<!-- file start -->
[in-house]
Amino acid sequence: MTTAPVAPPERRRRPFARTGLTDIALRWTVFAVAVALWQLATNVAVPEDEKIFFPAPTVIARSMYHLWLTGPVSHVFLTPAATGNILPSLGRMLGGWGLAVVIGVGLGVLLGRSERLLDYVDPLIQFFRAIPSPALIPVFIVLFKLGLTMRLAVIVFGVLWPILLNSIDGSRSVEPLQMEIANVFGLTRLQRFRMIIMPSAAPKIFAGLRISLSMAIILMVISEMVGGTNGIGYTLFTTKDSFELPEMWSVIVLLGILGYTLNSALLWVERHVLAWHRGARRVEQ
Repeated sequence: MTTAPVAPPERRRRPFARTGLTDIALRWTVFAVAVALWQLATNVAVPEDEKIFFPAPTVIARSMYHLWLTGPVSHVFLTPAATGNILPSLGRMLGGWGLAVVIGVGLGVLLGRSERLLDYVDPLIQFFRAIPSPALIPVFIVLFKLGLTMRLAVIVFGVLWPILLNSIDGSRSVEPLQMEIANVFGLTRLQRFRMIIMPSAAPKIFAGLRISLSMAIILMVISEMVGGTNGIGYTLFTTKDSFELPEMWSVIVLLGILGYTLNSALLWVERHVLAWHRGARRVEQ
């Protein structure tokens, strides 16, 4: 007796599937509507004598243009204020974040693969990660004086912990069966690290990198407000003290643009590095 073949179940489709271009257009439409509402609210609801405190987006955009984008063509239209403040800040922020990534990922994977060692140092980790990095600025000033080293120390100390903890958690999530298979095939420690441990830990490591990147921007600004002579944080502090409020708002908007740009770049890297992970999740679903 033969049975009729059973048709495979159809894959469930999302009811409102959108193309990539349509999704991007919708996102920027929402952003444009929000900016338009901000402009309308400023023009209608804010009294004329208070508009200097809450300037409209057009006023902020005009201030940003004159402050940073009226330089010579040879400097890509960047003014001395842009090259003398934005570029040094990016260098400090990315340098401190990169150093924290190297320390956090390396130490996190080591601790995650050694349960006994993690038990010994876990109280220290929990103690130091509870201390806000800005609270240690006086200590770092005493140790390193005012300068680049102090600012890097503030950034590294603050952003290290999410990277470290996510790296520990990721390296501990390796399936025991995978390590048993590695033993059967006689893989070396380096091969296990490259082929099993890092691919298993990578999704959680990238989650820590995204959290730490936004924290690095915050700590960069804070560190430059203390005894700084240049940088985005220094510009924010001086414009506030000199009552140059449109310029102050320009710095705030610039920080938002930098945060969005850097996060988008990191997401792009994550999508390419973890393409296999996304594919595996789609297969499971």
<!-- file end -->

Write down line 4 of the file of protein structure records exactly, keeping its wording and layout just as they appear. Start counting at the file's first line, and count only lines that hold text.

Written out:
């Protein structure tokens, strides 16, 4: 007796599937509507004598243009204020974040693969990660004086912990069966690290990198407000003290643009590095 073949179940489709271009257009439409509402609210609801405190987006955009984008063509239209403040800040922020990534990922994977060692140092980790990095600025000033080293120390100390903890958690999530298979095939420690441990830990490591990147921007600004002579944080502090409020708002908007740009770049890297992970999740679903 033969049975009729059973048709495979159809894959469930999302009811409102959108193309990539349509999704991007919708996102920027929402952003444009929000900016338009901000402009309308400023023009209608804010009294004329208070508009200097809450300037409209057009006023902020005009201030940003004159402050940073009226330089010579040879400097890509960047003014001395842009090259003398934005570029040094990016260098400090990315340098401190990169150093924290190297320390956090390396130490996190080591601790995650050694349960006994993690038990010994876990109280220290929990103690130091509870201390806000800005609270240690006086200590770092005493140790390193005012300068680049102090600012890097503030950034590294603050952003290290999410990277470290996510790296520990990721390296501990390796399936025991995978390590048993590695033993059967006689893989070396380096091969296990490259082929099993890092691919298993990578999704959680990238989650820590995204959290730490936004924290690095915050700590960069804070560190430059203390005894700084240049940088985005220094510009924010001086414009506030000199009552140059449109310029102050320009710095705030610039920080938002930098945060969005850097996060988008990191997401792009994550999508390419973890393409296999996304594919595996789609297969499971």